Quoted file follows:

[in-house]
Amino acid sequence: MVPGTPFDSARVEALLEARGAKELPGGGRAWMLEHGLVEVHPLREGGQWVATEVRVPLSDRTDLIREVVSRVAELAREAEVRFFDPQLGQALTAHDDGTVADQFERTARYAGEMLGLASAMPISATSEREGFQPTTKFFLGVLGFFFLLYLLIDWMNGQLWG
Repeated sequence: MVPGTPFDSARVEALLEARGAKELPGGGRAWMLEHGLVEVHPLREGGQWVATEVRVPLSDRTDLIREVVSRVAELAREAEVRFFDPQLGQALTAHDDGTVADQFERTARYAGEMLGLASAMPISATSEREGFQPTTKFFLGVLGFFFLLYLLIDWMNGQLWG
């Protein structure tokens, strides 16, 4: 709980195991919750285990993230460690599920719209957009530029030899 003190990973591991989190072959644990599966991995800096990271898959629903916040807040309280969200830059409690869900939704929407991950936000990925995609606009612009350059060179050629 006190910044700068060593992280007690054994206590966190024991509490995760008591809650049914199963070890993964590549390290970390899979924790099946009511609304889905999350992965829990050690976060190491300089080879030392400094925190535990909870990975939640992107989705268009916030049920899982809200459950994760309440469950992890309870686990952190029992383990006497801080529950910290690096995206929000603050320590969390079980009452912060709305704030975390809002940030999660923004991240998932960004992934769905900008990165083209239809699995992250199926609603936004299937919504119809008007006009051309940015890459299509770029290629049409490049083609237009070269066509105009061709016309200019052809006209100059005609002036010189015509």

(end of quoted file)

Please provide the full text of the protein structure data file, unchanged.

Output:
[in-house]
Amino acid sequence: MVPGTPFDSARVEALLEARGAKELPGGGRAWMLEHGLVEVHPLREGGQWVATEVRVPLSDRTDLIREVVSRVAELAREAEVRFFDPQLGQALTAHDDGTVADQFERTARYAGEMLGLASAMPISATSEREGFQPTTKFFLGVLGFFFLLYLLIDWMNGQLWG
Repeated sequence: MVPGTPFDSARVEALLEARGAKELPGGGRAWMLEHGLVEVHPLREGGQWVATEVRVPLSDRTDLIREVVSRVAELAREAEVRFFDPQLGQALTAHDDGTVADQFERTARYAGEMLGLASAMPISATSEREGFQPTTKFFLGVLGFFFLLYLLIDWMNGQLWG
């Protein structure tokens, strides 16, 4: 709980195991919750285990993230460690599920719209957009530029030899 003190990973591991989190072959644990599966991995800096990271898959629903916040807040309280969200830059409690869900939704929407991950936000990925995609606009612009350059060179050629 006190910044700068060593992280007690054994206590966190024991509490995760008591809650049914199963070890993964590549390290970390899979924790099946009511609304889905999350992965829990050690976060190491300089080879030392400094925190535990909870990975939640992107989705268009916030049920899982809200459950994760309440469950992890309870686990952190029992383990006497801080529950910290690096995206929000603050320590969390079980009452912060709305704030975390809002940030999660923004991240998932960004992934769905900008990165083209239809699995992250199926609603936004299937919504119809008007006009051309940015890459299509770029290629049409490049083609237009070269066509105009061709016309200019052809006209100059005609002036010189015509």